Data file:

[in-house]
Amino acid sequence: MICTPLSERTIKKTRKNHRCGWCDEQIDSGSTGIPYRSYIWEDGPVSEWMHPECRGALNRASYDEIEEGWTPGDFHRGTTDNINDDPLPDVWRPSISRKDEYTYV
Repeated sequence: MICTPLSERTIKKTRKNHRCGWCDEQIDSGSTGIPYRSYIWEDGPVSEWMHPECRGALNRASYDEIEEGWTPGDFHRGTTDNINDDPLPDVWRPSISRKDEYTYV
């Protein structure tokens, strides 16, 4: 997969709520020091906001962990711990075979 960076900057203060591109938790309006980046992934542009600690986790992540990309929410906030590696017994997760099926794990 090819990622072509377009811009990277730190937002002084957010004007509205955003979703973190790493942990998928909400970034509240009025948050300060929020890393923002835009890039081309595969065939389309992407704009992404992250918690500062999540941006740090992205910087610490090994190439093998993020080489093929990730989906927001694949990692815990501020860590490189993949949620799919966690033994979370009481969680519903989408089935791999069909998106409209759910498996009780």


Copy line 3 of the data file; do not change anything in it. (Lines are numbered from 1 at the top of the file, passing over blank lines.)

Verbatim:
Repeated sequence: MICTPLSERTIKKTRKNHRCGWCDEQIDSGSTGIPYRSYIWEDGPVSEWMHPECRGALNRASYDEIEEGWTPGDFHRGTTDNINDDPLPDVWRPSISRKDEYTYV